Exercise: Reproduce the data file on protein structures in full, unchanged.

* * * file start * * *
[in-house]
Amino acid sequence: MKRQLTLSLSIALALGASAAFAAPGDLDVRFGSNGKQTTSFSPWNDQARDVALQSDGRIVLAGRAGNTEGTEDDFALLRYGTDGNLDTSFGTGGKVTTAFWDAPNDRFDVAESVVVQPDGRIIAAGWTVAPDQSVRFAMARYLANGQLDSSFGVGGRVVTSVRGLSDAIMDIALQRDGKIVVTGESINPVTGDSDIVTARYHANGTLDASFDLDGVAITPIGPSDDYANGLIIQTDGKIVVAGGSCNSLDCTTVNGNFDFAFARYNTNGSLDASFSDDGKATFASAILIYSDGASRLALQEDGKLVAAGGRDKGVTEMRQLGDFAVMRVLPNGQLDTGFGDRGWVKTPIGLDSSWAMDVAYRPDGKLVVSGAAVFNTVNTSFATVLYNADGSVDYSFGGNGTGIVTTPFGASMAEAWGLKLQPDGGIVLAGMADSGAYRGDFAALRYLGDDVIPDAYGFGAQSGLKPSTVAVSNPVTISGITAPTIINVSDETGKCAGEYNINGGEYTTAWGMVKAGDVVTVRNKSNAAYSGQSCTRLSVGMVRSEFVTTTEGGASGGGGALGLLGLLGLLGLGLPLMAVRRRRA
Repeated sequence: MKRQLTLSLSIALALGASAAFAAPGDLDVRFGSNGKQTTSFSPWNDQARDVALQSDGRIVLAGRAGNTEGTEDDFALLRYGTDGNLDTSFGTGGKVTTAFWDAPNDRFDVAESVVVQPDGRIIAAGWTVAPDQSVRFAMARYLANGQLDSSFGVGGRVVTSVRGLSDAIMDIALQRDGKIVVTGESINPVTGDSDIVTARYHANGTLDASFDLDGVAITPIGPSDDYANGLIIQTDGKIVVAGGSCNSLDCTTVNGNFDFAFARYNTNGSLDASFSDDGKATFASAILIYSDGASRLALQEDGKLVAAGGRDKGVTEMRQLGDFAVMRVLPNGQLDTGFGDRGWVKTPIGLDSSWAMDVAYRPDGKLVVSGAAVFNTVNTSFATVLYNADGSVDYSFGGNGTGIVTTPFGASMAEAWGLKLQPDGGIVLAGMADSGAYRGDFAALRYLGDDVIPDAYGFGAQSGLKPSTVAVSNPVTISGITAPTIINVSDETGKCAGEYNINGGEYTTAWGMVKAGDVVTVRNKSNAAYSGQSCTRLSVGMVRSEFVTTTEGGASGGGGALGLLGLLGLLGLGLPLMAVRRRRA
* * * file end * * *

[in-house]
Amino acid sequence: MKRQLTLSLSIALALGASAAFAAPGDLDVRFGSNGKQTTSFSPWNDQARDVALQSDGRIVLAGRAGNTEGTEDDFALLRYGTDGNLDTSFGTGGKVTTAFWDAPNDRFDVAESVVVQPDGRIIAAGWTVAPDQSVRFAMARYLANGQLDSSFGVGGRVVTSVRGLSDAIMDIALQRDGKIVVTGESINPVTGDSDIVTARYHANGTLDASFDLDGVAITPIGPSDDYANGLIIQTDGKIVVAGGSCNSLDCTTVNGNFDFAFARYNTNGSLDASFSDDGKATFASAILIYSDGASRLALQEDGKLVAAGGRDKGVTEMRQLGDFAVMRVLPNGQLDTGFGDRGWVKTPIGLDSSWAMDVAYRPDGKLVVSGAAVFNTVNTSFATVLYNADGSVDYSFGGNGTGIVTTPFGASMAEAWGLKLQPDGGIVLAGMADSGAYRGDFAALRYLGDDVIPDAYGFGAQSGLKPSTVAVSNPVTISGITAPTIINVSDETGKCAGEYNINGGEYTTAWGMVKAGDVVTVRNKSNAAYSGQSCTRLSVGMVRSEFVTTTEGGASGGGGALGLLGLLGLLGLGLPLMAVRRRRA
Repeated sequence: MKRQLTLSLSIALALGASAAFAAPGDLDVRFGSNGKQTTSFSPWNDQARDVALQSDGRIVLAGRAGNTEGTEDDFALLRYGTDGNLDTSFGTGGKVTTAFWDAPNDRFDVAESVVVQPDGRIIAAGWTVAPDQSVRFAMARYLANGQLDSSFGVGGRVVTSVRGLSDAIMDIALQRDGKIVVTGESINPVTGDSDIVTARYHANGTLDASFDLDGVAITPIGPSDDYANGLIIQTDGKIVVAGGSCNSLDCTTVNGNFDFAFARYNTNGSLDASFSDDGKATFASAILIYSDGASRLALQEDGKLVAAGGRDKGVTEMRQLGDFAVMRVLPNGQLDTGFGDRGWVKTPIGLDSSWAMDVAYRPDGKLVVSGAAVFNTVNTSFATVLYNADGSVDYSFGGNGTGIVTTPFGASMAEAWGLKLQPDGGIVLAGMADSGAYRGDFAALRYLGDDVIPDAYGFGAQSGLKPSTVAVSNPVTISGITAPTIINVSDETGKCAGEYNINGGEYTTAWGMVKAGDVVTVRNKSNAAYSGQSCTRLSVGMVRSEFVTTTEGGASGGGGALGLLGLLGLLGLGLPLMAVRRRRA